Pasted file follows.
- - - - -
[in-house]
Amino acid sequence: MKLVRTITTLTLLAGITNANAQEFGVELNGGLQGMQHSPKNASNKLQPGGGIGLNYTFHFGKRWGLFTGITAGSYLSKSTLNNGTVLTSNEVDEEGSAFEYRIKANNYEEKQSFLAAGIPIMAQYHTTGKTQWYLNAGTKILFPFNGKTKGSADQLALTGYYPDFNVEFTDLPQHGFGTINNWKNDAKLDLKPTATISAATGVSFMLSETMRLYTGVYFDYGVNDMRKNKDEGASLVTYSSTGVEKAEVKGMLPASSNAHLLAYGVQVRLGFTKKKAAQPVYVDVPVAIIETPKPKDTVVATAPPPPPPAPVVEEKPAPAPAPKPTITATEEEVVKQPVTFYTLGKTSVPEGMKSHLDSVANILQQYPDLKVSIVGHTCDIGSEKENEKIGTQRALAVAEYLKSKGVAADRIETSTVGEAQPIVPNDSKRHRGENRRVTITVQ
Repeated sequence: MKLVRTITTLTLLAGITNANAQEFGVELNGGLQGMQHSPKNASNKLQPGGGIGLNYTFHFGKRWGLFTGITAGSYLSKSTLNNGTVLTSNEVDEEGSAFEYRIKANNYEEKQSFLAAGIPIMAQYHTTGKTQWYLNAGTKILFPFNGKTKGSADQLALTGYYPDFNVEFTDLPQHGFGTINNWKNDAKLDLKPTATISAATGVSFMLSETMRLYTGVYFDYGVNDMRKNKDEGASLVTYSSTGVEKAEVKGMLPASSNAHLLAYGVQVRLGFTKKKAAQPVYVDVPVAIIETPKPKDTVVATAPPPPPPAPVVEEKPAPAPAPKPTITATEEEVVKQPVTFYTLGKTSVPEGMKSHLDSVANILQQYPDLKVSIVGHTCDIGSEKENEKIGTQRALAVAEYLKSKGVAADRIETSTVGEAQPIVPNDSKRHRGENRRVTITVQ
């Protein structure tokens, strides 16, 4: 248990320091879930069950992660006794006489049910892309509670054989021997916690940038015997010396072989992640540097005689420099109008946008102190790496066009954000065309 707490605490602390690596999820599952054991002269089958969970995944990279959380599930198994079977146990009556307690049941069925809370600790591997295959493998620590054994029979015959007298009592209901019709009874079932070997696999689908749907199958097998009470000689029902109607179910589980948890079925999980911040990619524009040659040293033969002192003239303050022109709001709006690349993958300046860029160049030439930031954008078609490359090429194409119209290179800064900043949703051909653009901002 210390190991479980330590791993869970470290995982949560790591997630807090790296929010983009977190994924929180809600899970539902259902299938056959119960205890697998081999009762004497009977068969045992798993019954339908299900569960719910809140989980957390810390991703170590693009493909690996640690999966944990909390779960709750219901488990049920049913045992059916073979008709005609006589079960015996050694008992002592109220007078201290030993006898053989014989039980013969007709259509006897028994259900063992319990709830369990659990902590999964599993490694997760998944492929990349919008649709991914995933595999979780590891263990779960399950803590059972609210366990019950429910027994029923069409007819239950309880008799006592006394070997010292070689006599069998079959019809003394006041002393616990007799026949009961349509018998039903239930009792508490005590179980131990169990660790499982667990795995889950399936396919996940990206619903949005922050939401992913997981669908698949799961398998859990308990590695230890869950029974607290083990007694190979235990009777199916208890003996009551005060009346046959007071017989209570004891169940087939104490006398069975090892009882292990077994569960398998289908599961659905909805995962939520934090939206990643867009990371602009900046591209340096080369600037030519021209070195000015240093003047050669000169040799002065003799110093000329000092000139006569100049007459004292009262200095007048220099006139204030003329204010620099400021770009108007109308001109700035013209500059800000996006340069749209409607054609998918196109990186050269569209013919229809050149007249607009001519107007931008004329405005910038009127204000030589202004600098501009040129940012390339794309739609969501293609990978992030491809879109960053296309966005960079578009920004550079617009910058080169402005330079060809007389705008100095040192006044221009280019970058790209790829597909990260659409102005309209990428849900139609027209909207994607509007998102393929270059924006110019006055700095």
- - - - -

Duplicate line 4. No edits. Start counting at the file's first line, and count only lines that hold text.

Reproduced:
């Protein structure tokens, strides 16, 4: 248990320091879930069950992660006794006489049910892309509670054989021997916690940038015997010396072989992640540097005689420099109008946008102190790496066009954000065309 707490605490602390690596999820599952054991002269089958969970995944990279959380599930198994079977146990009556307690049941069925809370600790591997295959493998620590054994029979015959007298009592209901019709009874079932070997696999689908749907199958097998009470000689029902109607179910589980948890079925999980911040990619524009040659040293033969002192003239303050022109709001709006690349993958300046860029160049030439930031954008078609490359090429194409119209290179800064900043949703051909653009901002 210390190991479980330590791993869970470290995982949560790591997630807090790296929010983009977190994924929180809600899970539902259902299938056959119960205890697998081999009762004497009977068969045992798993019954339908299900569960719910809140989980957390810390991703170590693009493909690996640690999966944990909390779960709750219901488990049920049913045992059916073979008709005609006589079960015996050694008992002592109220007078201290030993006898053989014989039980013969007709259509006897028994259900063992319990709830369990659990902590999964599993490694997760998944492929990349919008649709991914995933595999979780590891263990779960399950803590059972609210366990019950429910027994029923069409007819239950309880008799006592006394070997010292070689006599069998079959019809003394006041002393616990007799026949009961349509018998039903239930009792508490005590179980131990169990660790499982667990795995889950399936396919996940990206619903949005922050939401992913997981669908698949799961398998859990308990590695230890869950029974607290083990007694190979235990009777199916208890003996009551005060009346046959007071017989209570004891169940087939104490006398069975090892009882292990077994569960398998289908599961659905909805995962939520934090939206990643867009990371602009900046591209340096080369600037030519021209070195000015240093003047050669000169040799002065003799110093000329000092000139006569100049007459004292009262200095007048220099006139204030003329204010620099400021770009108007109308001109700035013209500059800000996006340069749209409607054609998918196109990186050269569209013919229809050149007249607009001519107007931008004329405005910038009127204000030589202004600098501009040129940012390339794309739609969501293609990978992030491809879109960053296309966005960079578009920004550079617009910058080169402005330079060809007389705008100095040192006044221009280019970058790209790829597909990260659409102005309209990428849900139609027209909207994607509007998102393929270059924006110019006055700095």